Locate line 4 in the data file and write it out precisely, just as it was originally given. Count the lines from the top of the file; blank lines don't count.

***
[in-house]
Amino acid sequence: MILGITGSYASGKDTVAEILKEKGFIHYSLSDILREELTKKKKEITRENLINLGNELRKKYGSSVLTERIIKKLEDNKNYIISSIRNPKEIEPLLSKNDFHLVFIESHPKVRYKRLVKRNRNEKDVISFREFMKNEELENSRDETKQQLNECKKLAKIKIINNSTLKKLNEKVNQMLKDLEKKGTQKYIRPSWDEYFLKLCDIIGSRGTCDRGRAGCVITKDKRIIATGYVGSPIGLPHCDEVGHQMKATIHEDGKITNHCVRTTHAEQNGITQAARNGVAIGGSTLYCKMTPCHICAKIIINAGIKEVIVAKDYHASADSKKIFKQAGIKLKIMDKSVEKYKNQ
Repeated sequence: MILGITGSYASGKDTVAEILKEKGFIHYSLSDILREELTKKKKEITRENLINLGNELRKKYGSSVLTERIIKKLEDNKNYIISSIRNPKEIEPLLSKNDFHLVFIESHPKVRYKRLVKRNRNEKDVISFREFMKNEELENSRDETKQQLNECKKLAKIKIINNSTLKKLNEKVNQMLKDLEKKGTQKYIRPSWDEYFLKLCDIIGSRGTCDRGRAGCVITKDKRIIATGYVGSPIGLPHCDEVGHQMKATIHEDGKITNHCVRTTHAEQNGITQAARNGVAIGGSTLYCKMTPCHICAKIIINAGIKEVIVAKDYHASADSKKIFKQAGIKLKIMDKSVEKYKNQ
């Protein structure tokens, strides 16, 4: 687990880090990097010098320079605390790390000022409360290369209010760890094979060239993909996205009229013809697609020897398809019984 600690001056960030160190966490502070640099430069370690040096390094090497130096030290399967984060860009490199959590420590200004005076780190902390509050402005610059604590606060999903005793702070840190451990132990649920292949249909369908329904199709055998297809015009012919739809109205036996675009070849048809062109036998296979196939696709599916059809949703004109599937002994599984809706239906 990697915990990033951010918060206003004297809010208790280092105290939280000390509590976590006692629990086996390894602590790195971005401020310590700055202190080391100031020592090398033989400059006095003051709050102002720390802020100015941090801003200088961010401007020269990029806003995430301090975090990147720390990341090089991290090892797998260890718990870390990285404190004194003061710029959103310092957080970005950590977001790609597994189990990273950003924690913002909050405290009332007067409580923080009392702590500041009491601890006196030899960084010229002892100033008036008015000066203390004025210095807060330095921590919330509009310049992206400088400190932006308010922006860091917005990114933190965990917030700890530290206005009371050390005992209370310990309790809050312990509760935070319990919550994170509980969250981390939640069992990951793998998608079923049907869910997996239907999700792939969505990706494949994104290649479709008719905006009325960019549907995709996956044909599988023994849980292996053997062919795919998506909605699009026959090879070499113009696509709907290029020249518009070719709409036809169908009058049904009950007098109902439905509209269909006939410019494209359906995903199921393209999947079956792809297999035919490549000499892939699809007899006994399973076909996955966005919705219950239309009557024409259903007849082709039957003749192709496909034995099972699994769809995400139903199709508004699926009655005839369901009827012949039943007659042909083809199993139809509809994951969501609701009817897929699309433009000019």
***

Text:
């Protein structure tokens, strides 16, 4: 687990880090990097010098320079605390790390000022409360290369209010760890094979060239993909996205009229013809697609020897398809019984 600690001056960030160190966490502070640099430069370690040096390094090497130096030290399967984060860009490199959590420590200004005076780190902390509050402005610059604590606060999903005793702070840190451990132990649920292949249909369908329904199709055998297809015009012919739809109205036996675009070849048809062109036998296979196939696709599916059809949703004109599937002994599984809706239906 990697915990990033951010918060206003004297809010208790280092105290939280000390509590976590006692629990086996390894602590790195971005401020310590700055202190080391100031020592090398033989400059006095003051709050102002720390802020100015941090801003200088961010401007020269990029806003995430301090975090990147720390990341090089991290090892797998260890718990870390990285404190004194003061710029959103310092957080970005950590977001790609597994189990990273950003924690913002909050405290009332007067409580923080009392702590500041009491601890006196030899960084010229002892100033008036008015000066203390004025210095807060330095921590919330509009310049992206400088400190932006308010922006860091917005990114933190965990917030700890530290206005009371050390005992209370310990309790809050312990509760935070319990919550994170509980969250981390939640069992990951793998998608079923049907869910997996239907999700792939969505990706494949994104290649479709008719905006009325960019549907995709996956044909599988023994849980292996053997062919795919998506909605699009026959090879070499113009696509709907290029020249518009070719709409036809169908009058049904009950007098109902439905509209269909006939410019494209359906995903199921393209999947079956792809297999035919490549000499892939699809007899006994399973076909996955966005919705219950239309009557024409259903007849082709039957003749192709496909034995099972699994769809995400139903199709508004699926009655005839369901009827012949039943007659042909083809199993139809509809994951969501609701009817897929699309433009000019």